“The onset of the 1960s brought a wave of new fad dances to the social scene with The Madison topping out as one of the most popular. Though this line dance is thought to have originated in the Midwest, it was the city of Baltimore which adopted The Madison as its own. The dance rapidly saturated Baltimore’s clubs, and became a regular feature on the Buddy Deane Show. With the help of television, it soon swept the nation as the latest craze.

There are a handful of theories of the origin of The Madison but is believed to have been brought to Baltimore by a local disc jockey (and football star), Claude (Buddy) Young. He first saw it while traveling through Chicago. He claimed that organist Bill Doggett recorded an instrumental number dedicated to the Bar “The Madison” in Cleveland and that later, while visiting his hometown Chicago, he saw teens dancing choreography to the tune. Then just 6 months after the dance landed in Baltimore, two major recordings were released.”

The first was by the recording artist Al Brown who had a storied history as the backing band for the likes of Nina Simone, Marvin Gaye, Little Richard, Chubby Checkers and other illustrious African-American vocalists & musicians. The album was released under the title Al Brown and the Tunetoppers and featured Cookie Brown as the caller. This version was performed on the Buddy Deane Show (based in Baltimore) often by the committee members, the chosen team of dancers that were featured daily on the show during it’s heyday. They demonstrated all the calls in line and which began to get noticed by the public via Television across the nation bringing prominence to this new dance craze.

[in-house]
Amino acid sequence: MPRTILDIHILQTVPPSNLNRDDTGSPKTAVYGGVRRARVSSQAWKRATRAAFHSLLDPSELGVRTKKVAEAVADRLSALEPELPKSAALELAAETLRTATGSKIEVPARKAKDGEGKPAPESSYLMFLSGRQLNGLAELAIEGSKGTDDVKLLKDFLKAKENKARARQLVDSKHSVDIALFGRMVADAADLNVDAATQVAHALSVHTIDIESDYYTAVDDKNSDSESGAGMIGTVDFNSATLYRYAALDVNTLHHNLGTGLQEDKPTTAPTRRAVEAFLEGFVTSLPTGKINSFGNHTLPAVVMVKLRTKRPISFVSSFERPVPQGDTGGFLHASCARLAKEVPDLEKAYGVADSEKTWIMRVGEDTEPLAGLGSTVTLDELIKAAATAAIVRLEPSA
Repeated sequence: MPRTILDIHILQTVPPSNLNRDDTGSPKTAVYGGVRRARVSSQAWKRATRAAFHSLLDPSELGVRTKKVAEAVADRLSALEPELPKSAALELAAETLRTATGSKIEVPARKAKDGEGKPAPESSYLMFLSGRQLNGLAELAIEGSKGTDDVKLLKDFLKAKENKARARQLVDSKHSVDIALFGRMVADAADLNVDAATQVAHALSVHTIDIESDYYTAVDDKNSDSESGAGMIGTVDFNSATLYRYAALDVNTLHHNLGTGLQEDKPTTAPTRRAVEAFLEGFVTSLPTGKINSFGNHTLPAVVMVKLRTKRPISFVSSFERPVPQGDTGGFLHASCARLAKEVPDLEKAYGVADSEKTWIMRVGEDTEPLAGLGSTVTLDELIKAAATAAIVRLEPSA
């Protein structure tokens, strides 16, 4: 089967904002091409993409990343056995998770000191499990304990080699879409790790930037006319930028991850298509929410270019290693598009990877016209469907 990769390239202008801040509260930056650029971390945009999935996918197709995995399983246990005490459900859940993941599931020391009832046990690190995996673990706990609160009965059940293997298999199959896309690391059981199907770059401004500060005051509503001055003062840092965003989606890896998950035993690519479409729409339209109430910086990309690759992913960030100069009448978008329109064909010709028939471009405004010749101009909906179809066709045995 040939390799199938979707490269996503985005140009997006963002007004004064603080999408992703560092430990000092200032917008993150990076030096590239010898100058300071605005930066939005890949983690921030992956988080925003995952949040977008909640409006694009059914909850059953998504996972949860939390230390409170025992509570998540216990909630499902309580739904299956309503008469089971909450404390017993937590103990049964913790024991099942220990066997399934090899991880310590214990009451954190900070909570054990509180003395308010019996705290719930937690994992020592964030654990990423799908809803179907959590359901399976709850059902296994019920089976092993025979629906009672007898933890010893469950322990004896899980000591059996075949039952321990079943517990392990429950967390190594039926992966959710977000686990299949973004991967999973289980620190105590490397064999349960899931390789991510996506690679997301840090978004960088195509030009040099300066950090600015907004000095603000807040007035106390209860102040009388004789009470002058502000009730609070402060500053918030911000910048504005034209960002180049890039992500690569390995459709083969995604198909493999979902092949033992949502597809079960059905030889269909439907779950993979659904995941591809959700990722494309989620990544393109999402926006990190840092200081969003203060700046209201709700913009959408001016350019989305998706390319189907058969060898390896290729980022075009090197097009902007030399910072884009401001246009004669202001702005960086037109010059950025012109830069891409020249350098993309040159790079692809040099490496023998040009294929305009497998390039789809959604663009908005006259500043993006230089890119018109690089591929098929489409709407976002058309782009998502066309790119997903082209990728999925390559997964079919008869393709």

The second recording (see The Madison Time)

Today the Madison also remains a popular line dance on the social floor where its variations may be enjoyed by new dancers and revisited by those who remember its heyday.”
Excerpts from The Definitive Madison DVD (Researched, Written &  Produced by Paolo Lanna 2006)

Special Thanks to Linda Snyder (committee member from the Buddy Deane Show) who shares many stories from the TV show, Richard Powers who provided the amazing photo from the set of the Buddy Dean Show,  Lance Benishek (dance historian) who provided some ample questions and motivation when we began researching these dances in 2005.

The Definitive Madison Download

Other Related Articles

The Madison by Richard Powers

Al Brown’s Legacy is The Madison

Black Teens & The Buddy Deane Show

An Earth Force for a Generation of Baltimore Teens





Today, The Madison version by Al Brown & The Tunetoppers are making a comeback!